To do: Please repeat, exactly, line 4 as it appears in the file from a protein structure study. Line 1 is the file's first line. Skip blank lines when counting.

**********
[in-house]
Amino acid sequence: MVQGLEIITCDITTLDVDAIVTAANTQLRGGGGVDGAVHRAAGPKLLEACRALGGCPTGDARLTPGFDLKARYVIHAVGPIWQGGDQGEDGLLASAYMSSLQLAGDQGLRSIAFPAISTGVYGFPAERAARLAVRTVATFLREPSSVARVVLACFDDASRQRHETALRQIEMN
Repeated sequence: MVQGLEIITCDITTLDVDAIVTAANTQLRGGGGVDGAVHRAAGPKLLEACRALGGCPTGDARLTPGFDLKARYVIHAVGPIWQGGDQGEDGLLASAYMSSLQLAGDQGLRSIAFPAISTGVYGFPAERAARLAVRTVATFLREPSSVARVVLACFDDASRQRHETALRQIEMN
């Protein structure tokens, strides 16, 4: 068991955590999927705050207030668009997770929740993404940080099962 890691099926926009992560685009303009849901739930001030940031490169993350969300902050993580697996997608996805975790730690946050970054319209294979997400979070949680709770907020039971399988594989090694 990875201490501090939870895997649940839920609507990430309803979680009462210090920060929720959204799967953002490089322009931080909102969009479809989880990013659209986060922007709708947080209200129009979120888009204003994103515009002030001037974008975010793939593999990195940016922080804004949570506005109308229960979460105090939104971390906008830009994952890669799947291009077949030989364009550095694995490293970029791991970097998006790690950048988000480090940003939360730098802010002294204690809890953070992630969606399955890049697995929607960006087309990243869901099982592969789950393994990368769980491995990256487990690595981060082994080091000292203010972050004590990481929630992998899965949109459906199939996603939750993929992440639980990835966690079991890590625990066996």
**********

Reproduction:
């Protein structure tokens, strides 16, 4: 068991955590999927705050207030668009997770929740993404940080099962 890691099926926009992560685009303009849901739930001030940031490169993350969300902050993580697996997608996805975790730690946050970054319209294979997400979070949680709770907020039971399988594989090694 990875201490501090939870895997649940839920609507990430309803979680009462210090920060929720959204799967953002490089322009931080909102969009479809989880990013659209986060922007709708947080209200129009979120888009204003994103515009002030001037974008975010793939593999990195940016922080804004949570506005109308229960979460105090939104971390906008830009994952890669799947291009077949030989364009550095694995490293970029791991970097998006790690950048988000480090940003939360730098802010002294204690809890953070992630969606399955890049697995929607960006087309990243869901099982592969789950393994990368769980491995990256487990690595981060082994080091000292203010972050004590990481929630992998899965949109459906199939996603939750993929992440639980990835966690079991890590625990066996």